Welcome to the 2015 Awards Profiles series. For the next two months, every day (except for Saturday), we will bring you a run down of a future 2015 film that we see as a potential awards vehicle for next year’s Academy Awards. This is all speculative since with just about all these films, we haven’t seen a frame yet. Nonetheless, we venture on. If you miss a film, then click on the tag “2015 Awards Profile.”
Directed by: Cary Fukunaga
Written by: Cary Fukunaga
Cast: Idris Elba, Abraham Attah, Ama Abebrese, Richard Pepple and Opeyemi Fagbohungbe
Synopsis: A child soldier is drafted to fight in the civil war of an unnamed African country.
Why it might succeed:
So there’s this director. Cary Jôji Fukunaga. Perhaps you’ve heard of him? Made a student film that won a, shall we say, fair number of awards. Five years later he broke out with his first feature, the powerful immigration drama Sin Nombre, which was enough of a success both financially and critically to grease the gears for his drama about child soldiers in Africa.
Ha! C’mon, you didn’t really think a movie like that would be realized so easily, did you? No, Fukunaga had to put his adaptation of Uzodinma Iweala’s novel on hold for a while, along with a musical he came up with while promoting Sin Nombre. Instead, his sophomore feature performed the miracle of actually having a fresh take on the upteenth-adapted Jane Eyre, but it was his subsequent venture into television that really put him on the map. While Nic Pizzolatto was the man who created and wrote the insanely popular HBO crime series True Detective, Fukunaga directed the entire first season of the show. That strong, singular directorial hand applied to all eight episodes played a large role in its success, and made the show as much his as Pizzolatto’s. Perhaps that’s why Fukunaga was not asked to come back for Season Two, but don’t feel too bad for him; his long-gestating Beasts of No Nation finally became a reality during that time and stands a very real chance of leading him to a Best Director Academy Award to pair with his Primetime Emmy.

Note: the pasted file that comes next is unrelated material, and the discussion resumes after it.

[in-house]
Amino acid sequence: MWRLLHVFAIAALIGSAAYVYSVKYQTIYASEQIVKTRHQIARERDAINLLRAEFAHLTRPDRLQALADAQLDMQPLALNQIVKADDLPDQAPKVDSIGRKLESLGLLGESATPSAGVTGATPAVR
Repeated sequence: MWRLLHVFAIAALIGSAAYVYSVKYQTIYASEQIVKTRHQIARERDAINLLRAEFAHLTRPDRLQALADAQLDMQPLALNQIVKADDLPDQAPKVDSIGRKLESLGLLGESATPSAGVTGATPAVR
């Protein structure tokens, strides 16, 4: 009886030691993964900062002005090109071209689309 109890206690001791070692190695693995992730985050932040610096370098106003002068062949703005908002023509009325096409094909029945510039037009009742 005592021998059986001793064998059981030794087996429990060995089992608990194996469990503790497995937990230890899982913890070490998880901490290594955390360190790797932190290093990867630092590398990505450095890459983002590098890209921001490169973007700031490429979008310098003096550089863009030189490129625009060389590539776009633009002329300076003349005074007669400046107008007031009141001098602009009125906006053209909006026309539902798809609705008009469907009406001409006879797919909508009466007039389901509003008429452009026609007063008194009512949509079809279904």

The book that Beasts of No Nation is based on is a short (only 142 pages!) but brutal tale of the experiences of Agu, a young boy who is recruited to a ragtag platoon of rebels fighting…some sort of conflict in a country that’s left deliberately unclear to the reader (possibly Nigeria). It’s written in a highly stylized prose meant to mimic the syntax of several African languages as well as the mindset of a confused child having to deal with concepts of death and being forced to do evil things to survive. It is very much in keeping with Fukunaga’s recurring themes of displaced peoples searching for something beyond their immediate realities, and he will likely employ a unique and intimate point of view similar to Iweala.
The film’s biggest star is Idris Elba, whose career has been simmering but just shy of full-blown stardom for far too long, in my opinion. He’ll be portraying the Commandant, the intimidating, monstrous officer in charge. Elba certainly has the ability to communicate an outsized, menacing leader, and this role is his best shot at more widespread recognition since the disappointing Mandela: Long Walk to Freedom. The rest of the cast is made up entirely of unknowns, though a breakout from one or more of them is certainly possible, especially Abraham Attah as Agu. Oddly, there is no information available as to the appearance of several important characters in the novel including Strika, a mute boy who becomes Agu’s closest friend during the war. Whether they just haven’t been revealed yet or were taken completely out of the film version I’m not sure.